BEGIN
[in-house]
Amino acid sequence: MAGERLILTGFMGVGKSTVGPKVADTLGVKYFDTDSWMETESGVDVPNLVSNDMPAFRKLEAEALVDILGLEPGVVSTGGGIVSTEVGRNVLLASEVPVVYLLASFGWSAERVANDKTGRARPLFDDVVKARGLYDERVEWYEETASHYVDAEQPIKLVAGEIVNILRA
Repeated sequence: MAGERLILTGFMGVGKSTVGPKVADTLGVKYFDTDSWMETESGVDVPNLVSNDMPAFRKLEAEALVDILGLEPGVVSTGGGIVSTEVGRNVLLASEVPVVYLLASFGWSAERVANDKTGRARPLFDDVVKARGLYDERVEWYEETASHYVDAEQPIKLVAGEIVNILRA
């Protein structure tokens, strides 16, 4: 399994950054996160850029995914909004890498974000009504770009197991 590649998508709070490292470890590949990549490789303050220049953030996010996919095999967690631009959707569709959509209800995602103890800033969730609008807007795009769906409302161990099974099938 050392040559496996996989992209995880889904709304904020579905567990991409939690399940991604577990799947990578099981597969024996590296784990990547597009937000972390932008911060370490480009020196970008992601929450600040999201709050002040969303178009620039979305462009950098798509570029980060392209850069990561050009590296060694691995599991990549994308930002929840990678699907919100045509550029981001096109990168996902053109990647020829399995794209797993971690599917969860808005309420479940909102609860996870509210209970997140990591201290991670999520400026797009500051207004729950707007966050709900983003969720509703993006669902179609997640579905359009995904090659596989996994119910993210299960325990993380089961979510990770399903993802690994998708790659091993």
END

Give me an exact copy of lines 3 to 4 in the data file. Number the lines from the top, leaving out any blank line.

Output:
Repeated sequence: MAGERLILTGFMGVGKSTVGPKVADTLGVKYFDTDSWMETESGVDVPNLVSNDMPAFRKLEAEALVDILGLEPGVVSTGGGIVSTEVGRNVLLASEVPVVYLLASFGWSAERVANDKTGRARPLFDDVVKARGLYDERVEWYEETASHYVDAEQPIKLVAGEIVNILRA
């Protein structure tokens, strides 16, 4: 399994950054996160850029995914909004890498974000009504770009197991 590649998508709070490292470890590949990549490789303050220049953030996010996919095999967690631009959707569709959509209800995602103890800033969730609008807007795009769906409302161990099974099938 050392040559496996996989992209995880889904709304904020579905567990991409939690399940991604577990799947990578099981597969024996590296784990990547597009937000972390932008911060370490480009020196970008992601929450600040999201709050002040969303178009620039979305462009950098798509570029980060392209850069990561050009590296060694691995599991990549994308930002929840990678699907919100045509550029981001096109990168996902053109990647020829399995794209797993971690599917969860808005309420479940909102609860996870509210209970997140990591201290991670999520400026797009500051207004729950707007966050709900983003969720509703993006669902179609997640579905359009995904090659596989996994119910993210299960325990993380089961979510990770399903993802690994998708790659091993």